Russia unveiled its first all-new airliner since the fall of the Soviet Union on Wednesday, hoping to curb dependence on oil and gas exports and restore pride in its teetering aviation industry.
Sukhoi's Superjet 100 is designed to seat 78-98 passengers and is the fruit of almost a decade of efforts by Russia's largest warplane maker to branch out into commercial passenger jet production targeted at Western airlines.
The jet was inaugurated at a slick ceremony in Russia's Far East, where part of Sukhoi's massive Komsomolsk plant has been converted from sleek Flanker fighter jet production to civilian use with a target of 5-6 airliners a month by 2010.
The Superjet is more than a plane, it is a priority project, First Deputy Prime Minister Sergei Ivanov told an audience of foreign investors and Russian factory workers.
About 1,000 Russian and foreign visitors were flown into Komsomolsk for the event, straining the resources of a factory town once sealed off from the outside world as a nerve centre of Soviet submarine and fighter production.
Sprayed in Russia's national colors, the 98-feet-long (30 meter) airliner was towed out into brilliant sunshine flanked by factory workers and fashion models.
President Vladimir Putin wants to revive Russian aviation, shattered by the collapse of the Soviet Union, as a way of touting the country's growing industrial and technical might.
Russia aims to secure at least 10 percent of the world airliner market with new passenger jets and to take third place among aircraft-producing countries by 2015-2018.
The Superjet will replace Russia's fast ageing Soviet-made fleet of Tupolev Tu-134 and Yakovlev Yak-42 planes on domestic routes with a longer range of 4,550 km (2800 miles).
But Sukhoi has also drawn up aggressive export targets together with Italian partner Alenia Aeronautica.
Having pre-sold 73 aircraft mainly to Russian airlines, it aims to lift the order book to 100 planes with a catalogue value of $2.8 billion by the end of this year.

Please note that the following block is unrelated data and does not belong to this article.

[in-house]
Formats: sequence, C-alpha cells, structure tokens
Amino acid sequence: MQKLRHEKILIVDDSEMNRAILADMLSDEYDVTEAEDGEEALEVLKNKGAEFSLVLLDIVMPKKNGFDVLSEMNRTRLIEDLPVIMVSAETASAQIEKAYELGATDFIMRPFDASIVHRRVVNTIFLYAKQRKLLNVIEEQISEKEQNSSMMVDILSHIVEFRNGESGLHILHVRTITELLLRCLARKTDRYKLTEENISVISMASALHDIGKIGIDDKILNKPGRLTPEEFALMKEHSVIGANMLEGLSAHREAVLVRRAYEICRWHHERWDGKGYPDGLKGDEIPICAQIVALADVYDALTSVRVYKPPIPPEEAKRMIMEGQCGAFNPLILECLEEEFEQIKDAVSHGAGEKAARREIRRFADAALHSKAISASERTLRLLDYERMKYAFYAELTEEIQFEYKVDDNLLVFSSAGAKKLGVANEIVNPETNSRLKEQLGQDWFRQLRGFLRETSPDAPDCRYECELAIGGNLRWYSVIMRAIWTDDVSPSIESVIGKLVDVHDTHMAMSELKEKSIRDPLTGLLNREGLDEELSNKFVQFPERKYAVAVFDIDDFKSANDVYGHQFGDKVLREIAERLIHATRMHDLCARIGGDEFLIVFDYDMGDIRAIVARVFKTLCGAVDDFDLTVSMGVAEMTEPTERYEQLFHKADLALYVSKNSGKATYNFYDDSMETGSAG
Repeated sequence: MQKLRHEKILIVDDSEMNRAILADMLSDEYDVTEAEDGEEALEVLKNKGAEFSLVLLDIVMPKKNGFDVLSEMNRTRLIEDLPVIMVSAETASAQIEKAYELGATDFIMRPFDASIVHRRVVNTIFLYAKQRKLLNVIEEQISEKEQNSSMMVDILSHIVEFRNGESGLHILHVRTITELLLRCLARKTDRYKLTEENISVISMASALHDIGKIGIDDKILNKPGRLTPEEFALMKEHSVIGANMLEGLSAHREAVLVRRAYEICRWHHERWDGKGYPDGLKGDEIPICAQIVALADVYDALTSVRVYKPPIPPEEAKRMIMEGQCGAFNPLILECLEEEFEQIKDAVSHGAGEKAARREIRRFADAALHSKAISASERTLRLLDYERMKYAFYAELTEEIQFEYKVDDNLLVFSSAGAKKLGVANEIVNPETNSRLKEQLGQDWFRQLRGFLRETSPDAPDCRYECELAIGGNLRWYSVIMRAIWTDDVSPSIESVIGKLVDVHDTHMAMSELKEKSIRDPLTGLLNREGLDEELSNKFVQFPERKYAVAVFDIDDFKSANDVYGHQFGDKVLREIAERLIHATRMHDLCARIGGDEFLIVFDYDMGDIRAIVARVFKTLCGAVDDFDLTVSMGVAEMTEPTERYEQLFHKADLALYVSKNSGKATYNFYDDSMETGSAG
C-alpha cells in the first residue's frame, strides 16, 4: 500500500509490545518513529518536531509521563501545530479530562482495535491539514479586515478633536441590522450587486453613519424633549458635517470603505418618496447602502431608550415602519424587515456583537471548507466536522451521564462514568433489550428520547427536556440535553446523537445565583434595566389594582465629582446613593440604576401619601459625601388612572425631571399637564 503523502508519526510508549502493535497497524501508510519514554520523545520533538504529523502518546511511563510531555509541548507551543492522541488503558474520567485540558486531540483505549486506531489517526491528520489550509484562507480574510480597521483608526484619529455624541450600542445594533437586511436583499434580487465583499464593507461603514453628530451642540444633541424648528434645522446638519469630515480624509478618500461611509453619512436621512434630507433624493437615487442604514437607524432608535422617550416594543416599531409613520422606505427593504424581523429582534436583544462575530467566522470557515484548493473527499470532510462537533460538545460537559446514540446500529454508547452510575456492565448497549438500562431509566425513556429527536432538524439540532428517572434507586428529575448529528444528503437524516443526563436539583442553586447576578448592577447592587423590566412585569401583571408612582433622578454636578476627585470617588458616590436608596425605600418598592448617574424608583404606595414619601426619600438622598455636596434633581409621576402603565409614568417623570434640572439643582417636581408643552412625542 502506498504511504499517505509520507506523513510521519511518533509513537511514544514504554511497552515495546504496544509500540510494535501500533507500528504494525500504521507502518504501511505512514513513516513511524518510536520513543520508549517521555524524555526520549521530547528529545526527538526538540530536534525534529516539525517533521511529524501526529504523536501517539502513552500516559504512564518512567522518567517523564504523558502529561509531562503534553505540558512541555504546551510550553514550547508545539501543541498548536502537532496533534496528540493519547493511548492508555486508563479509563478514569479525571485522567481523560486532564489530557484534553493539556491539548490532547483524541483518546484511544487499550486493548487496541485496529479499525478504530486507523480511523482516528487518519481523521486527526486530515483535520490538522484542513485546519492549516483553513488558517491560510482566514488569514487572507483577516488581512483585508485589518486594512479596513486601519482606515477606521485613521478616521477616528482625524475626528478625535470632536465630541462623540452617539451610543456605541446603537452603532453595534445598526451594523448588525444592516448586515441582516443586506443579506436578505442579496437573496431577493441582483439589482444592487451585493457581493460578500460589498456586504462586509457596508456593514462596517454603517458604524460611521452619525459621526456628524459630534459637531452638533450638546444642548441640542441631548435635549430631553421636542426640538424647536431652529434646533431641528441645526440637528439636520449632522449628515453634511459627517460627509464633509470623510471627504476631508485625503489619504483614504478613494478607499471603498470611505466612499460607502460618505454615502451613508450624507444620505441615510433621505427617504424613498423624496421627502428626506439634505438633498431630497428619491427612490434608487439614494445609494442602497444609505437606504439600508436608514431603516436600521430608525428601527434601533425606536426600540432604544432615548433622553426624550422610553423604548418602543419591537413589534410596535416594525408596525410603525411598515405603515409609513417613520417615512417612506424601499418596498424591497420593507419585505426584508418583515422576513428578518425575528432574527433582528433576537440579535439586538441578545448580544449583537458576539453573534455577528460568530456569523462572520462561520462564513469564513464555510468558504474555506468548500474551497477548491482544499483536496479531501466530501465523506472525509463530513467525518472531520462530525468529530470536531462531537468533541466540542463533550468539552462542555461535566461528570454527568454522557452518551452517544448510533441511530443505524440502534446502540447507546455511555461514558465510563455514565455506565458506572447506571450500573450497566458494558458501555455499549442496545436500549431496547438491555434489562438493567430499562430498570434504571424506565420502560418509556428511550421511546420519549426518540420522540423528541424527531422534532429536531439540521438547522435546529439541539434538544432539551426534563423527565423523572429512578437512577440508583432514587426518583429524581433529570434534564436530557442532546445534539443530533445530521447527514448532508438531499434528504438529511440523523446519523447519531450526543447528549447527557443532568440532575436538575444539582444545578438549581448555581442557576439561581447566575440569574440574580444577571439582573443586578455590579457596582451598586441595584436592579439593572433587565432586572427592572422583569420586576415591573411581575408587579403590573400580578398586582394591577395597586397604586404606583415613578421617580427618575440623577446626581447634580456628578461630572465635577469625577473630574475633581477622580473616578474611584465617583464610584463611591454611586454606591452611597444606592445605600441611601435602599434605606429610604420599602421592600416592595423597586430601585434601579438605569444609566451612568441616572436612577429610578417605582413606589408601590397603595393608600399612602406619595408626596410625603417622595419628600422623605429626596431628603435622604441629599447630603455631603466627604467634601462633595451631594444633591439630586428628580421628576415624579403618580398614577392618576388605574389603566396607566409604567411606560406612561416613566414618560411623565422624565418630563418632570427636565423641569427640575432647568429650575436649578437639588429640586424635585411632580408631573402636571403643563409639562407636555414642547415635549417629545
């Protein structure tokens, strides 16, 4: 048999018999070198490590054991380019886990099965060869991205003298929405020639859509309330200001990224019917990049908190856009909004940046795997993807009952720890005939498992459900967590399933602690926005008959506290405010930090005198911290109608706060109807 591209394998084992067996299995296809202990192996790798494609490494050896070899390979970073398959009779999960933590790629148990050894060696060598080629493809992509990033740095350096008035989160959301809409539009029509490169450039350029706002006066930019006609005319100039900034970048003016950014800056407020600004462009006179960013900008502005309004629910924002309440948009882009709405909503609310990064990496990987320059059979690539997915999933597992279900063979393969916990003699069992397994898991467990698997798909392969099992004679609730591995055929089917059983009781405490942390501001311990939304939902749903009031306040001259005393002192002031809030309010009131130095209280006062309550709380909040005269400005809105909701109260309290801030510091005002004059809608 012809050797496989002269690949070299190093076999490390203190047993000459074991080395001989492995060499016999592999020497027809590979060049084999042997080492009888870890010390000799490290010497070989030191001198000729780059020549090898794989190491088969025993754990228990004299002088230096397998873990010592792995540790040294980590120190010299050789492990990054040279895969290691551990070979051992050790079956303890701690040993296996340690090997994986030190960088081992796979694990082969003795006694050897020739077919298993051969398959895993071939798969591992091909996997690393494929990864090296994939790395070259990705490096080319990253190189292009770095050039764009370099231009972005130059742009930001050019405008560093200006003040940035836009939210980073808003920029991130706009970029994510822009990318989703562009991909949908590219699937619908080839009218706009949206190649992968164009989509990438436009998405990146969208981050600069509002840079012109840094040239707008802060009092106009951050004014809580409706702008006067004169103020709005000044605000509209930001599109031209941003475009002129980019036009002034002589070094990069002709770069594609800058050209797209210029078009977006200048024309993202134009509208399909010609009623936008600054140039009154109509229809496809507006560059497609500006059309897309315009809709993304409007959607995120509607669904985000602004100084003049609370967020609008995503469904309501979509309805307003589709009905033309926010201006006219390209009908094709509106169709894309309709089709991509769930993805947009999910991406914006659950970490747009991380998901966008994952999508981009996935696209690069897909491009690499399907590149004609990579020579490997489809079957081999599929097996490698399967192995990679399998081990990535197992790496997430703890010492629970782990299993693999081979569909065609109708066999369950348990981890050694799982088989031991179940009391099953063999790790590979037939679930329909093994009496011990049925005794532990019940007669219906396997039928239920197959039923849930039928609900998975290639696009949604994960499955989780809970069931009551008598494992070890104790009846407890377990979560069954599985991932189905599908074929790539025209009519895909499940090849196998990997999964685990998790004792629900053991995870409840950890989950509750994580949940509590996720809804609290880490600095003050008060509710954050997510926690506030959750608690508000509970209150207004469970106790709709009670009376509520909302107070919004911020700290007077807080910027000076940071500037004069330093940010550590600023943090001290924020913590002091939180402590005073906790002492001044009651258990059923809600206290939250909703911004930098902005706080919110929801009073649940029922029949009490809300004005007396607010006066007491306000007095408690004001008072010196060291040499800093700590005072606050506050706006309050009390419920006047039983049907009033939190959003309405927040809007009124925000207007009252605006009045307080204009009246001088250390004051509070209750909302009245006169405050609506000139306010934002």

Ultimately it aims to sell 1,000 planes with 700 of them going to global export markets and it hopes to get European and U.S. certification during the coming year.
That puts Sukhoi in direct competition with Brazil's Embraer and Bombardier of Canada, which dominate the 70-100 seat aircraft market.
Ukraine's Antonov has a small market share and China and Japan have joined the race to develop rival models.
No company in the world can confine itself to the domestic producers. In the time of globalization this is the only possible attitude, Ivanov told delegates at the Superjet launch.
The maiden flight is expected before the end of the year, Sukhoi said. It says the Superjet will have 10-15 percent lower operating costs than either Bombardier or Embraer models.
Sukhoi Chief Executive Mikhail Pogosyan denied plans to compete with Airbus and Boeing in the market for larger jets -- something that would put Western suppliers on a collision course with their biggest customers Boeing and Airbus.
Boeing advised Sukhoi on the concept of the Superjet.
But in the long run, Russia has declared ambitions to sell $250 billion (124 billion pounds) of aircraft by 2025 and overtake even Soviet-era output records to compete with the U.S. and European giants.
Putin is merging civilian and military aircraft makers into a state-controlled umbrella company called United Aviation Corporation under Ivanov, widely seen as his possible successor.
Alenia has a 25-percent stake in Sukhoi's civil division, and the engines were co-developed with Safran of France. France's Thales supplied the avionics.
Sukhoi hopes the development dollars and civil technology of its outside suppliers will attract Western airlines who may otherwise be reticent about buying Russian. It is also under-cutting rivals with a price of $28 million per plane.
Analysts say risks to the project include the lack of an existing after-sales service, which Alenia aims to put right.
And while demand for big jets remains strong, the $8 billion regional jet market is flat and seen as one of the industry's most volatile, according to U.S.-based consultancy Teal Group.